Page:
These ten unaccompanied beef cattle “owned the road” on the Berea Peninsula, County Kerry.Kate and Mike Lancor

There are bragging rights and then there are bragging rights. Some of the gold standards entail hiking the tallest peaks, sailing the seven seas, and running in the NYC marathon, but we enjoy the bragging right that brings out the most oohs and aahs! We brag that we drove in Ireland! We heard stories for years from friends and family who ventured to drive in Ireland. We listened to tales of high hedgerows, stone walls that line the roadways for miles, streets as narrow as a driveway, and waiting for herds of various animals to cross the road.  However, the tales of woe still didn’t prepare us for the real thing!

On our first trip, after arriving at Shannon Airport, Kate immediately opened what she thought was the passenger door and looked very confused.  She quickly ran around the car leaving Mike behind the steering wheel.  He found himself driving on the left side of the road for the very first time, in a rental car, having to manipulate the stick shift with his left hand.  We were off for what we thought would be a one-hour drive to Doolin, in County Clare.

Notice the “Drive on the Left” sign in the rental car window.  No shoulders on this two-lane road!

Notice the “Drive on the Left” sign in the rental car window. No shoulders on this two-lane road!

Kate, for her part, had worked tirelessly for weeks plotting the trip, pulling off detailed maps, and putting them neatly in a notebook.  Leaving Shannon Airport that morning, we were met with one daunting roundabout after another in very rapid fire. Yes, we have “some” roundabouts in the U.S., but not with five exits and two lanes!  Our directions said take M18, but little did we know that M18 and N18 are one and the same.

Rapid fire “Roundabouts” await you as you leave Shannon or Dublin Airports. Be ready!

Rapid fire “Roundabouts” await you as you leave Shannon or Dublin Airports. Be ready!

As we approached a critical roundabout, Mike’s heart was racing and his voice rising as he yelled, “What way do we go?  Which way Kate?”  As you may have guessed, we ended up on N18 headed in the wrong direction.  That was the last straw for navigator Kate who in a moment of panic threw our road maps into the back seat. It was only 6:00 a.m. and Kate hadn’t slept in nearly 20 hours.  It’s called jet lag!  We ended up in a factory parking lot where we managed to regroup.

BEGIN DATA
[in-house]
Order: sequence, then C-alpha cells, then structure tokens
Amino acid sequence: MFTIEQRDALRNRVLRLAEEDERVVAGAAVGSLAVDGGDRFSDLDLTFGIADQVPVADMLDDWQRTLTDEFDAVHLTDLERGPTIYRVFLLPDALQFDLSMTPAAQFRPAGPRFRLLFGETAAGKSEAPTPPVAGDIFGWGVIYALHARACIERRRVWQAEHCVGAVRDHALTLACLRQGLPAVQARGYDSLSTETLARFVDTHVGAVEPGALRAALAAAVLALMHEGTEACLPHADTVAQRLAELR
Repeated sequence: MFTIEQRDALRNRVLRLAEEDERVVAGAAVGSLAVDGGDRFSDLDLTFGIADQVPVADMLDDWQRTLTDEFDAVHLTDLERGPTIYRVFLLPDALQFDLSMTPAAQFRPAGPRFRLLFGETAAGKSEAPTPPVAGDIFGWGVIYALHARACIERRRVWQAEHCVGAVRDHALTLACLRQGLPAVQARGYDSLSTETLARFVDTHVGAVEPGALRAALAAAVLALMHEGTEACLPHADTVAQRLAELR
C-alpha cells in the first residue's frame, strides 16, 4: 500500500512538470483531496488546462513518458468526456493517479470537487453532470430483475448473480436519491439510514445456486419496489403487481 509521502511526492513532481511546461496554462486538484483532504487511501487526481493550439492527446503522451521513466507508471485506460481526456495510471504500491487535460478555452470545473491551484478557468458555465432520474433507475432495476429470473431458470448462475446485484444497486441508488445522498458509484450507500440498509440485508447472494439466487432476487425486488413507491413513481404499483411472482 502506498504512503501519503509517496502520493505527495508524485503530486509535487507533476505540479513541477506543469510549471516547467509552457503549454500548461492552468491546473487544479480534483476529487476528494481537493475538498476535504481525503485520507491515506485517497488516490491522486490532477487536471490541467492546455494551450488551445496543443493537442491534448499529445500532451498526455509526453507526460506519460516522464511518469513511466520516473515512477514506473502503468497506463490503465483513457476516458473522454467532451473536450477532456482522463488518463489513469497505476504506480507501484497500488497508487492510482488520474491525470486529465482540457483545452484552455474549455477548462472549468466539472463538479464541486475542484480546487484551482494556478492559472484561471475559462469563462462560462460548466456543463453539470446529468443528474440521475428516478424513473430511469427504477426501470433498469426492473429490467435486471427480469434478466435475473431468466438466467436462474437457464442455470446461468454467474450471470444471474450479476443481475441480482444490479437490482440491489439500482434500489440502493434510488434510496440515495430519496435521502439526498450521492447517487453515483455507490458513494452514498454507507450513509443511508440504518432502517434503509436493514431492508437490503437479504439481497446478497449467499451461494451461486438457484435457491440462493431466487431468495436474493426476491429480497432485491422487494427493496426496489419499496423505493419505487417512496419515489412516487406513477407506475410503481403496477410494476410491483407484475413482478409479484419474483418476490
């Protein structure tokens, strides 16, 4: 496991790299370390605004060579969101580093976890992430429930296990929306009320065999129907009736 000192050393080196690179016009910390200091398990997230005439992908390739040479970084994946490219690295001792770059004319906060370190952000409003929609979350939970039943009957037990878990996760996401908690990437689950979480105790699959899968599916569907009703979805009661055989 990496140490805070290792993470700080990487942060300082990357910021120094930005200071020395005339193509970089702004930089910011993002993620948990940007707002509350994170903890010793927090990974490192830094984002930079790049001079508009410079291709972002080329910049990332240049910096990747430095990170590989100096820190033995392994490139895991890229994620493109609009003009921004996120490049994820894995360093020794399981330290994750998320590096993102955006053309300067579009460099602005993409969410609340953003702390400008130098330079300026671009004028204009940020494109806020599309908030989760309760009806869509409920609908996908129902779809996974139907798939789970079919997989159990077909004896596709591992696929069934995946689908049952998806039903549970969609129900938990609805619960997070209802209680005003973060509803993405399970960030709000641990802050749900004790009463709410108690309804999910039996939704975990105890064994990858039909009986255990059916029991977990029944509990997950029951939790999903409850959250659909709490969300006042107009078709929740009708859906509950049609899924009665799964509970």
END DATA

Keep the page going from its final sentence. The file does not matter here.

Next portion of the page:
Two-way traffic in Kinvarra, Co. Galway on a busy summer day.  Don’t be in a hurry!

Two-way traffic in Kinvarra, Co. Galway on a busy summer day. Don’t be in a hurry!

One critical tip for a first-time driver in the Emerald Isle is, “Don’t give up your side of the road!”  The Irish drivers seem to have developed an innate ability to claim at least half of the road and even seem to enjoy playing “chicken” when it comes to the center of the road.  Hang in there!  You will get use to passing cars coming at you so closely that you can tell the color of the other driver’s eyes.  It’s far less scary than having your front seat passenger screaming because you are inches away from the overgrown stone wall to your left.  We know this because on our way to Doolin driver Mike came “a wee bit” to close to a hedgerow where we parted company with our side view mirror.

So much for the nightmare part of our story.  Why is driving in Ireland an American’s dream?  Let us count the ways.  You can venture to so very many enchanting places (e.g. the Berea and Sheep’s Head Peninsulas) where tour buses aren’t allowed, and Ireland’s back roads lead to a myriad of incredible historic sites and hidden treasures such as stone circles, dolmens and famine burial grounds. 

A view from the most beautiful Healy’s Pass on the Berea Peninsula, Co. Cork.  Yes, 	that’s a two-way road!

A view from the most beautiful Healy’s Pass on the Berea Peninsula, Co. Cork. Yes, that’s a two-way road!

We almost forgot, Ireland’s country roads allow you to meet and greet first hand domestic animals and wildlife.  Stopping to allow dairy cows, beef cattle, free range sheep and even pheasants cross the narrow lane in front of you is an absolute treat!  Most importantly, you get to meet so many friendly and welcoming Irish people who live and work in out of the way places not typically associated with tourism.

Be prepared to stop for Ireland’s free-range sheep.  This ram had just made his way across a road on Achill Island, Co. Mayo.

Be prepared to stop for Ireland’s free-range sheep. This ram had just made his way across a road on Achill Island, Co. Mayo.

After five trips to Ireland, we offer several advance planning tips:

1. Take the excess rental car insurance that covers glass, side view mirrors and tires with no more than $100 deductible.

2. Go on YouTube and view the free video lessons on driving in Ireland.

3. Use Google Maps to plan your routes ahead of time.

4. Study the myriad of road signs you will encounter that are unique to Ireland.

5. Absolutely make sure you know if your rental car uses diesel fuel or gasoline! 

Then buckle up your seat belts, say a prayer to St. Patrick, and be off for the adventure of your life!

Cows and Cars near Mullinavat Dolmen, in County Kilkenny.

Cows and Cars near Mullinavat Dolmen, in County Kilkenny.

* Kate and Mike Lancor live in Moultonborough, NH and enjoy “chasing” their own ancestors as well as helping others “chase” their ancestors.  They run a genealogy search business and can be reached by emailing [email protected] or on their Old Friends Genealogy Facebook page.  They have traveled to Ireland five times and especially enjoy “chasing” Irish ancestors for their clients.